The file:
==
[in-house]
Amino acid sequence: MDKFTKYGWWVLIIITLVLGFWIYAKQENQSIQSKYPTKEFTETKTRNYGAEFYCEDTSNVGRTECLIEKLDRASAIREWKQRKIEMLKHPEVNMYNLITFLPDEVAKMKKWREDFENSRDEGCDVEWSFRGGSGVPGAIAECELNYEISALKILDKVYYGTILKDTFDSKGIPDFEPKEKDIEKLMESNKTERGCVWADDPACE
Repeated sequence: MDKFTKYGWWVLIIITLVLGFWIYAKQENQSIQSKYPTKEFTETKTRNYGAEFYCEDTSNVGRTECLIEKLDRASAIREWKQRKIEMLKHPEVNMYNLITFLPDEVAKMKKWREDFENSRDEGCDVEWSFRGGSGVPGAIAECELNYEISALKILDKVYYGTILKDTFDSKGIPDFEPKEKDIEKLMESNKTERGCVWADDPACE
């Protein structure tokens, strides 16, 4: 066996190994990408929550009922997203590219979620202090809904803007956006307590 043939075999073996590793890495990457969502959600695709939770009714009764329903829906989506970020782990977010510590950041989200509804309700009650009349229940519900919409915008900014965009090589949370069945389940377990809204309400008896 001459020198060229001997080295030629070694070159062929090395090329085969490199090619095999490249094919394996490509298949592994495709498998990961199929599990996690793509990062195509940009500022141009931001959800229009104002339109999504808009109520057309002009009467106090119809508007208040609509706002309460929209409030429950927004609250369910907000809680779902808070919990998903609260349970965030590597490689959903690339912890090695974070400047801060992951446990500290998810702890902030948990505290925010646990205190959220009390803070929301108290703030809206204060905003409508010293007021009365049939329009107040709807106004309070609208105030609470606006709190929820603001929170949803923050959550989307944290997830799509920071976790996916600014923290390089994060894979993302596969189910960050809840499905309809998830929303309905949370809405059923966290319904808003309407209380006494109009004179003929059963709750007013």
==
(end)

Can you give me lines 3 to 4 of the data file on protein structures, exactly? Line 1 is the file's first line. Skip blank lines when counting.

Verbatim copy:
Repeated sequence: MDKFTKYGWWVLIIITLVLGFWIYAKQENQSIQSKYPTKEFTETKTRNYGAEFYCEDTSNVGRTECLIEKLDRASAIREWKQRKIEMLKHPEVNMYNLITFLPDEVAKMKKWREDFENSRDEGCDVEWSFRGGSGVPGAIAECELNYEISALKILDKVYYGTILKDTFDSKGIPDFEPKEKDIEKLMESNKTERGCVWADDPACE
């Protein structure tokens, strides 16, 4: 066996190994990408929550009922997203590219979620202090809904803007956006307590 043939075999073996590793890495990457969502959600695709939770009714009764329903829906989506970020782990977010510590950041989200509804309700009650009349229940519900919409915008900014965009090589949370069945389940377990809204309400008896 001459020198060229001997080295030629070694070159062929090395090329085969490199090619095999490249094919394996490509298949592994495709498998990961199929599990996690793509990062195509940009500022141009931001959800229009104002339109999504808009109520057309002009009467106090119809508007208040609509706002309460929209409030429950927004609250369910907000809680779902808070919990998903609260349970965030590597490689959903690339912890090695974070400047801060992951446990500290998810702890902030948990505290925010646990205190959220009390803070929301108290703030809206204060905003409508010293007021009365049939329009107040709807106004309070609208105030609470606006709190929820603001929170949803923050959550989307944290997830799509920071976790996916600014923290390089994060894979993302596969189910960050809840499905309809998830929303309905949370809405059923966290319904808003309407209380006494109009004179003929059963709750007013």